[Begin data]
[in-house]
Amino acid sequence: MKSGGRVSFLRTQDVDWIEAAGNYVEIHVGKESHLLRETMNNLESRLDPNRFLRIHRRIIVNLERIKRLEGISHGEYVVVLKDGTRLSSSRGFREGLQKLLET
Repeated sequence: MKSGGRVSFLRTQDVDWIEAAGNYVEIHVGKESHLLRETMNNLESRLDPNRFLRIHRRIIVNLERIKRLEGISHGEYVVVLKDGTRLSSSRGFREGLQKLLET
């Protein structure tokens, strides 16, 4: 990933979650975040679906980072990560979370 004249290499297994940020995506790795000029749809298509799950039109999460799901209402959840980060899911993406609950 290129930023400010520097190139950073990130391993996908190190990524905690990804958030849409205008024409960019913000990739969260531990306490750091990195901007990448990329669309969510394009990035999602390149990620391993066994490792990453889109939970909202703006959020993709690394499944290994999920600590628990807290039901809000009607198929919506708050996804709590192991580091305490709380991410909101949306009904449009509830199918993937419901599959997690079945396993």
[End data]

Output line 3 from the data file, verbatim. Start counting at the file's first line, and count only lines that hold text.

Repeated sequence: MKSGGRVSFLRTQDVDWIEAAGNYVEIHVGKESHLLRETMNNLESRLDPNRFLRIHRRIIVNLERIKRLEGISHGEYVVVLKDGTRLSSSRGFREGLQKLLET